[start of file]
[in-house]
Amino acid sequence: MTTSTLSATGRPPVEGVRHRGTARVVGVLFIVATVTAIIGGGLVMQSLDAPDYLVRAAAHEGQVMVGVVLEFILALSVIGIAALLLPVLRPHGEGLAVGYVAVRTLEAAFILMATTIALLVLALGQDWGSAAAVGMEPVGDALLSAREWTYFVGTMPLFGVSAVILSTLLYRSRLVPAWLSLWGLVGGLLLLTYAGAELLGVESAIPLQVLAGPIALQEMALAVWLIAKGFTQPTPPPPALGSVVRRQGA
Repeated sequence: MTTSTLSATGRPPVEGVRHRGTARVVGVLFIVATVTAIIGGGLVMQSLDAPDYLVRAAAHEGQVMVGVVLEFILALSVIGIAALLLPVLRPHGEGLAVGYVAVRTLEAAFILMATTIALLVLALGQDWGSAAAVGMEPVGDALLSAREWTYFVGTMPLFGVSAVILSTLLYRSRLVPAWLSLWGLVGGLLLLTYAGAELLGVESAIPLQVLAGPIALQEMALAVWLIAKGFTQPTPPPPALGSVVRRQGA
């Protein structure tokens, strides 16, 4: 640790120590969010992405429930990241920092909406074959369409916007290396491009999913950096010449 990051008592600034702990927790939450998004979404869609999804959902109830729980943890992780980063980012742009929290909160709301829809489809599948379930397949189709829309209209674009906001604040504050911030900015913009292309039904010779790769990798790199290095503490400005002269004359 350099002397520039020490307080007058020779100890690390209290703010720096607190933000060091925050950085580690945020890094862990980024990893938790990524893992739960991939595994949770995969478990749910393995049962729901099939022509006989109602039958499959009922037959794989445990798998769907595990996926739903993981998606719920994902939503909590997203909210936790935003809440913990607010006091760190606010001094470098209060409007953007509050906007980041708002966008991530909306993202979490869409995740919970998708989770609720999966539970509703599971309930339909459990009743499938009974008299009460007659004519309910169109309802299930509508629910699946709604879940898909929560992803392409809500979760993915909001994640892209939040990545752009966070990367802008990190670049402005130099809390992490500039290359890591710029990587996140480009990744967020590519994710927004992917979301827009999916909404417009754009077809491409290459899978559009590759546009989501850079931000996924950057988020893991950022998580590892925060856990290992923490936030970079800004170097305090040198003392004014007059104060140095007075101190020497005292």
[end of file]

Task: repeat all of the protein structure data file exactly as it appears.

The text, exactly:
[in-house]
Amino acid sequence: MTTSTLSATGRPPVEGVRHRGTARVVGVLFIVATVTAIIGGGLVMQSLDAPDYLVRAAAHEGQVMVGVVLEFILALSVIGIAALLLPVLRPHGEGLAVGYVAVRTLEAAFILMATTIALLVLALGQDWGSAAAVGMEPVGDALLSAREWTYFVGTMPLFGVSAVILSTLLYRSRLVPAWLSLWGLVGGLLLLTYAGAELLGVESAIPLQVLAGPIALQEMALAVWLIAKGFTQPTPPPPALGSVVRRQGA
Repeated sequence: MTTSTLSATGRPPVEGVRHRGTARVVGVLFIVATVTAIIGGGLVMQSLDAPDYLVRAAAHEGQVMVGVVLEFILALSVIGIAALLLPVLRPHGEGLAVGYVAVRTLEAAFILMATTIALLVLALGQDWGSAAAVGMEPVGDALLSAREWTYFVGTMPLFGVSAVILSTLLYRSRLVPAWLSLWGLVGGLLLLTYAGAELLGVESAIPLQVLAGPIALQEMALAVWLIAKGFTQPTPPPPALGSVVRRQGA
């Protein structure tokens, strides 16, 4: 640790120590969010992405429930990241920092909406074959369409916007290396491009999913950096010449 990051008592600034702990927790939450998004979404869609999804959902109830729980943890992780980063980012742009929290909160709301829809489809599948379930397949189709829309209209674009906001604040504050911030900015913009292309039904010779790769990798790199290095503490400005002269004359 350099002397520039020490307080007058020779100890690390209290703010720096607190933000060091925050950085580690945020890094862990980024990893938790990524893992739960991939595994949770995969478990749910393995049962729901099939022509006989109602039958499959009922037959794989445990798998769907595990996926739903993981998606719920994902939503909590997203909210936790935003809440913990607010006091760190606010001094470098209060409007953007509050906007980041708002966008991530909306993202979490869409995740919970998708989770609720999966539970509703599971309930339909459990009743499938009974008299009460007659004519309910169109309802299930509508629910699946709604879940898909929560992803392409809500979760993915909001994640892209939040990545752009966070990367802008990190670049402005130099809390992490500039290359890591710029990587996140480009990744967020590519994710927004992917979301827009999916909404417009754009077809491409290459899978559009590759546009989501850079931000996924950057988020893991950022998580590892925060856990290992923490936030970079800004170097305090040198003392004014007059104060140095007075101190020497005292």